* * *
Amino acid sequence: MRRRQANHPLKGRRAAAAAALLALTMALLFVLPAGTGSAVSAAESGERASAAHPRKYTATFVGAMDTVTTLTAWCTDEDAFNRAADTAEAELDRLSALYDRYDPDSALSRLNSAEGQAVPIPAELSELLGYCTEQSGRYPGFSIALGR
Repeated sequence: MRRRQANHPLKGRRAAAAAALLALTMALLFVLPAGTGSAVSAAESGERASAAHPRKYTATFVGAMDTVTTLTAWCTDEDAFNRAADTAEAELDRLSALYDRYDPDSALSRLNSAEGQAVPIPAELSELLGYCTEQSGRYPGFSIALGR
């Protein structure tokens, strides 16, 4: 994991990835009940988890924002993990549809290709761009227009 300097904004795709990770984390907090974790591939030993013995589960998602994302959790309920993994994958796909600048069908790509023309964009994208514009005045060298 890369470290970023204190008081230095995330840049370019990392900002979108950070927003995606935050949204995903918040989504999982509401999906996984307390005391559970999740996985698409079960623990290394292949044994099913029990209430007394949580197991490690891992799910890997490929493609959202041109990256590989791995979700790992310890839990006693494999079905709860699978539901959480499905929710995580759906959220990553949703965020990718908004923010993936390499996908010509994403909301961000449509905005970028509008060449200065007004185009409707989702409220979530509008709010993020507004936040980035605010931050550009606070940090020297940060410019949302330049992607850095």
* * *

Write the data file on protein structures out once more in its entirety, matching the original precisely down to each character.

Amino acid sequence: MRRRQANHPLKGRRAAAAAALLALTMALLFVLPAGTGSAVSAAESGERASAAHPRKYTATFVGAMDTVTTLTAWCTDEDAFNRAADTAEAELDRLSALYDRYDPDSALSRLNSAEGQAVPIPAELSELLGYCTEQSGRYPGFSIALGR
Repeated sequence: MRRRQANHPLKGRRAAAAAALLALTMALLFVLPAGTGSAVSAAESGERASAAHPRKYTATFVGAMDTVTTLTAWCTDEDAFNRAADTAEAELDRLSALYDRYDPDSALSRLNSAEGQAVPIPAELSELLGYCTEQSGRYPGFSIALGR
């Protein structure tokens, strides 16, 4: 994991990835009940988890924002993990549809290709761009227009 300097904004795709990770984390907090974790591939030993013995589960998602994302959790309920993994994958796909600048069908790509023309964009994208514009005045060298 890369470290970023204190008081230095995330840049370019990392900002979108950070927003995606935050949204995903918040989504999982509401999906996984307390005391559970999740996985698409079960623990290394292949044994099913029990209430007394949580197991490690891992799910890997490929493609959202041109990256590989791995979700790992310890839990006693494999079905709860699978539901959480499905929710995580759906959220990553949703965020990718908004923010993936390499996908010509994403909301961000449509905005970028509008060449200065007004185009409707989702409220979530509008709010993020507004936040980035605010931050550009606070940090020297940060410019949302330049992607850095």